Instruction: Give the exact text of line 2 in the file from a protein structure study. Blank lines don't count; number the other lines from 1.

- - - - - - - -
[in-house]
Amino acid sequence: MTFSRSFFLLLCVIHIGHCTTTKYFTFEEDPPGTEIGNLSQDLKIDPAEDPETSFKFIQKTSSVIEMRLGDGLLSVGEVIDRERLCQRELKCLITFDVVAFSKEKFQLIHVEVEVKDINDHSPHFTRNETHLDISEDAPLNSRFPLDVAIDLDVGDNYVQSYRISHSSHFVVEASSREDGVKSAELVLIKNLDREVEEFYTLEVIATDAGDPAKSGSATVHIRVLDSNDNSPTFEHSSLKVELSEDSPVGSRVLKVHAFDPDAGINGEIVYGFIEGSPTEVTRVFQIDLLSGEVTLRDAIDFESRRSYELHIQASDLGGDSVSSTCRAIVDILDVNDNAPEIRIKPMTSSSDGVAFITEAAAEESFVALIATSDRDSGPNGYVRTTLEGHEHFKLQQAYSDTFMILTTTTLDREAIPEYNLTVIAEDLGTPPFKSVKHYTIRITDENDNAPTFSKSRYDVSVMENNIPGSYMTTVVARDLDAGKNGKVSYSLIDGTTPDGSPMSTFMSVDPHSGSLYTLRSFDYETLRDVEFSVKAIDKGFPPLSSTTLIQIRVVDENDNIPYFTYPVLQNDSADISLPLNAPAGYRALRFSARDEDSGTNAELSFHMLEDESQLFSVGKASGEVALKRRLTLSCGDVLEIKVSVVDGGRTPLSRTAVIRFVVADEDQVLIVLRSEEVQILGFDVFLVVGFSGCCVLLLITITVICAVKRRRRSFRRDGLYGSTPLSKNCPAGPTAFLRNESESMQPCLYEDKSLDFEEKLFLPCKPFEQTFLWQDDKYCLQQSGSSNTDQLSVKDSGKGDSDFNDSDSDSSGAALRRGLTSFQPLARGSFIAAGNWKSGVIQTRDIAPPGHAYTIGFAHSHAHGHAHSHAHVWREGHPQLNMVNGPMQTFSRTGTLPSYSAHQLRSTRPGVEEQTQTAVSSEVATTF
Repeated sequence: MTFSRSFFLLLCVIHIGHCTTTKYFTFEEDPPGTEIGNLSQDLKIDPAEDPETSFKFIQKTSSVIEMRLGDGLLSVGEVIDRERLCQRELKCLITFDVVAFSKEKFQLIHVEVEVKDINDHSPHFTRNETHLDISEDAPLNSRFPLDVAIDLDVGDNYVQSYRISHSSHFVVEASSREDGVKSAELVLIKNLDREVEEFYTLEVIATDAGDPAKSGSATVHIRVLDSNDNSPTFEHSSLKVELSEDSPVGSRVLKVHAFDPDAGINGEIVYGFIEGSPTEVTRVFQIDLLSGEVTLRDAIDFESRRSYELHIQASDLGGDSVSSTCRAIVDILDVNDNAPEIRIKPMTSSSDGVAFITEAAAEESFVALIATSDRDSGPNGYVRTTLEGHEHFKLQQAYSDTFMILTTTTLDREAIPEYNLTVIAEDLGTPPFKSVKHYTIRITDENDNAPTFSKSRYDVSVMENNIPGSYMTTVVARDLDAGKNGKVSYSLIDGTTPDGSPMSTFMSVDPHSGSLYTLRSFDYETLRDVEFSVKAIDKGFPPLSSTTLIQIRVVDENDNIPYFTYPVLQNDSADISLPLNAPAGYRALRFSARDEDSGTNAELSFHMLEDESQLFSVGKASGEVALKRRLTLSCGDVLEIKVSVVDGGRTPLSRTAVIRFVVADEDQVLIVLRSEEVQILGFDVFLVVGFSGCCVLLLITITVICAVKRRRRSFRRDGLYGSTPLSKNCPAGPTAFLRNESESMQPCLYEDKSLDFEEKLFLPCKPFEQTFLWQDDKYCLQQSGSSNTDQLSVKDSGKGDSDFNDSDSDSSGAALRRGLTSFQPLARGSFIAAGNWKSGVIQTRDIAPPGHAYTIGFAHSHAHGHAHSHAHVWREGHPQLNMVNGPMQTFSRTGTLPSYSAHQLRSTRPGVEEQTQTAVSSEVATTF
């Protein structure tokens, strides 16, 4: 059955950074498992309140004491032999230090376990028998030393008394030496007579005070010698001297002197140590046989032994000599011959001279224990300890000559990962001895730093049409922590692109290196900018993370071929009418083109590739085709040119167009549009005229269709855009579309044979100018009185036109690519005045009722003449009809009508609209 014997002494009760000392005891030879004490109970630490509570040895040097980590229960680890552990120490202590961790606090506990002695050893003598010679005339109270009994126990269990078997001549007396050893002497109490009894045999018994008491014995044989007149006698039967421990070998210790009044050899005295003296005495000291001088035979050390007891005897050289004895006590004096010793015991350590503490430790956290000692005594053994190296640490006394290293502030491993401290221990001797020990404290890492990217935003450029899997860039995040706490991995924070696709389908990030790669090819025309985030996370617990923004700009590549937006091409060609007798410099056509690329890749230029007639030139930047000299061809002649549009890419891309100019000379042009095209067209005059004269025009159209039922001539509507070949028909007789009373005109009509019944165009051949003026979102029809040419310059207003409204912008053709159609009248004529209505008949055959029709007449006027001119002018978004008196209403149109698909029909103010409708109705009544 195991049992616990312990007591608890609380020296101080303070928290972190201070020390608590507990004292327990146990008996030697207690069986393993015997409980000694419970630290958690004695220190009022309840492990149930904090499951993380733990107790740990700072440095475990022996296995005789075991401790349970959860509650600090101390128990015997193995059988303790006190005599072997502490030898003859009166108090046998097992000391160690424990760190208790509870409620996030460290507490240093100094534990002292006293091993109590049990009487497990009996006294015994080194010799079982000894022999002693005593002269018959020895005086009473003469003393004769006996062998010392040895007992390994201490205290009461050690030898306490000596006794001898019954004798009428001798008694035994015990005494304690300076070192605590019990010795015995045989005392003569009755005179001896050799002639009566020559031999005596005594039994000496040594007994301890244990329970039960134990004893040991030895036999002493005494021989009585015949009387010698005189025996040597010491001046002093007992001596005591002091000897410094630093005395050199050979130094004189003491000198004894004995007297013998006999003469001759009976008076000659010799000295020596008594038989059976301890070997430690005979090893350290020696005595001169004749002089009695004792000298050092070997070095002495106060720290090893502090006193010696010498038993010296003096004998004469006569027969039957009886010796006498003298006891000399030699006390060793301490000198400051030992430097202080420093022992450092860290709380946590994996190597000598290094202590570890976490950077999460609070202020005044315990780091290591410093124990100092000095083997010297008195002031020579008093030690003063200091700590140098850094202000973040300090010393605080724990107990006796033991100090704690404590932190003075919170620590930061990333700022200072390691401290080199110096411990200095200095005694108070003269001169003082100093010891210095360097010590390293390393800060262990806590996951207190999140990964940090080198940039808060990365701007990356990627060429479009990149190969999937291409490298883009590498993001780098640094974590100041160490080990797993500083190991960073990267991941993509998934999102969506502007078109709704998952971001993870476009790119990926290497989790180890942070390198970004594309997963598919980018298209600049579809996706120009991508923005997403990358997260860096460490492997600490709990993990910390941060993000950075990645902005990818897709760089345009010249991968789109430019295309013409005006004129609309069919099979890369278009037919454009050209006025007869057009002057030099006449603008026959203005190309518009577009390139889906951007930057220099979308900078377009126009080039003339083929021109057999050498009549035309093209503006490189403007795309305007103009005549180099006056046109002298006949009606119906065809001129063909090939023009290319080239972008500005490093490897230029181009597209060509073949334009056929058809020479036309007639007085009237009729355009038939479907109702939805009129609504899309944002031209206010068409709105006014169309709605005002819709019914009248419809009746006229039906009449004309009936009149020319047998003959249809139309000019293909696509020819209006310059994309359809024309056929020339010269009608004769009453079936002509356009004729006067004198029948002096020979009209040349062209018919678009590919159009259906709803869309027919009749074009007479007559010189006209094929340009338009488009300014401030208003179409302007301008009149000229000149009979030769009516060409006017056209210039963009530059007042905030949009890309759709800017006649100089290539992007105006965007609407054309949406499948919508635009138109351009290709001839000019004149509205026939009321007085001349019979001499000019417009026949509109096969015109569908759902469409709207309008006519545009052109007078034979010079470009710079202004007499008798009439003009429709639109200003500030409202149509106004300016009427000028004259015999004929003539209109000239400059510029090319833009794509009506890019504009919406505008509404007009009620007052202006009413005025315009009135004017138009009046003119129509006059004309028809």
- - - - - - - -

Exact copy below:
Amino acid sequence: MTFSRSFFLLLCVIHIGHCTTTKYFTFEEDPPGTEIGNLSQDLKIDPAEDPETSFKFIQKTSSVIEMRLGDGLLSVGEVIDRERLCQRELKCLITFDVVAFSKEKFQLIHVEVEVKDINDHSPHFTRNETHLDISEDAPLNSRFPLDVAIDLDVGDNYVQSYRISHSSHFVVEASSREDGVKSAELVLIKNLDREVEEFYTLEVIATDAGDPAKSGSATVHIRVLDSNDNSPTFEHSSLKVELSEDSPVGSRVLKVHAFDPDAGINGEIVYGFIEGSPTEVTRVFQIDLLSGEVTLRDAIDFESRRSYELHIQASDLGGDSVSSTCRAIVDILDVNDNAPEIRIKPMTSSSDGVAFITEAAAEESFVALIATSDRDSGPNGYVRTTLEGHEHFKLQQAYSDTFMILTTTTLDREAIPEYNLTVIAEDLGTPPFKSVKHYTIRITDENDNAPTFSKSRYDVSVMENNIPGSYMTTVVARDLDAGKNGKVSYSLIDGTTPDGSPMSTFMSVDPHSGSLYTLRSFDYETLRDVEFSVKAIDKGFPPLSSTTLIQIRVVDENDNIPYFTYPVLQNDSADISLPLNAPAGYRALRFSARDEDSGTNAELSFHMLEDESQLFSVGKASGEVALKRRLTLSCGDVLEIKVSVVDGGRTPLSRTAVIRFVVADEDQVLIVLRSEEVQILGFDVFLVVGFSGCCVLLLITITVICAVKRRRRSFRRDGLYGSTPLSKNCPAGPTAFLRNESESMQPCLYEDKSLDFEEKLFLPCKPFEQTFLWQDDKYCLQQSGSSNTDQLSVKDSGKGDSDFNDSDSDSSGAALRRGLTSFQPLARGSFIAAGNWKSGVIQTRDIAPPGHAYTIGFAHSHAHGHAHSHAHVWREGHPQLNMVNGPMQTFSRTGTLPSYSAHQLRSTRPGVEEQTQTAVSSEVATTF